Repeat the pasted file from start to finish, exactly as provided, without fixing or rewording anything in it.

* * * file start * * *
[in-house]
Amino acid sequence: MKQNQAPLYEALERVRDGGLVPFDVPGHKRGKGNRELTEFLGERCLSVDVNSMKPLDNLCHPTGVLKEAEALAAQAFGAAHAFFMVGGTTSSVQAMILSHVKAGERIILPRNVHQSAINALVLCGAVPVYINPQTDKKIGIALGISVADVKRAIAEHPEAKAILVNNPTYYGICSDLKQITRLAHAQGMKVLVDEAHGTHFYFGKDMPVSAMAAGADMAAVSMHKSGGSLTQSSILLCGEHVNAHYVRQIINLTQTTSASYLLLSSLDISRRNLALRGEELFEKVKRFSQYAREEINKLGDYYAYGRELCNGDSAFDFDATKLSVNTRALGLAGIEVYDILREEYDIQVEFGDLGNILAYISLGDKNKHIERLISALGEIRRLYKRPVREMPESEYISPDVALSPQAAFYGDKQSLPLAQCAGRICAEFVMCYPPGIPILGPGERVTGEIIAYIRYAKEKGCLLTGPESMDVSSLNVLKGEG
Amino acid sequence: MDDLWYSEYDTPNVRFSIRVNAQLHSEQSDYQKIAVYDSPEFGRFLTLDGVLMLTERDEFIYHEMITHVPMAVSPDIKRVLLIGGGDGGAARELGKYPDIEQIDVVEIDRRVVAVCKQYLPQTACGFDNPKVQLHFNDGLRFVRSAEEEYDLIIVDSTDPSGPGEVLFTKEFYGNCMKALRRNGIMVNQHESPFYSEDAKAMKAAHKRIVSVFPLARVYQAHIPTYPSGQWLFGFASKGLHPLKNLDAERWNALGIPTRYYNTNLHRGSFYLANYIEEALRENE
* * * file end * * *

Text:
[in-house]
Amino acid sequence: MKQNQAPLYEALERVRDGGLVPFDVPGHKRGKGNRELTEFLGERCLSVDVNSMKPLDNLCHPTGVLKEAEALAAQAFGAAHAFFMVGGTTSSVQAMILSHVKAGERIILPRNVHQSAINALVLCGAVPVYINPQTDKKIGIALGISVADVKRAIAEHPEAKAILVNNPTYYGICSDLKQITRLAHAQGMKVLVDEAHGTHFYFGKDMPVSAMAAGADMAAVSMHKSGGSLTQSSILLCGEHVNAHYVRQIINLTQTTSASYLLLSSLDISRRNLALRGEELFEKVKRFSQYAREEINKLGDYYAYGRELCNGDSAFDFDATKLSVNTRALGLAGIEVYDILREEYDIQVEFGDLGNILAYISLGDKNKHIERLISALGEIRRLYKRPVREMPESEYISPDVALSPQAAFYGDKQSLPLAQCAGRICAEFVMCYPPGIPILGPGERVTGEIIAYIRYAKEKGCLLTGPESMDVSSLNVLKGEG
Amino acid sequence: MDDLWYSEYDTPNVRFSIRVNAQLHSEQSDYQKIAVYDSPEFGRFLTLDGVLMLTERDEFIYHEMITHVPMAVSPDIKRVLLIGGGDGGAARELGKYPDIEQIDVVEIDRRVVAVCKQYLPQTACGFDNPKVQLHFNDGLRFVRSAEEEYDLIIVDSTDPSGPGEVLFTKEFYGNCMKALRRNGIMVNQHESPFYSEDAKAMKAAHKRIVSVFPLARVYQAHIPTYPSGQWLFGFASKGLHPLKNLDAERWNALGIPTRYYNTNLHRGSFYLANYIEEALRENE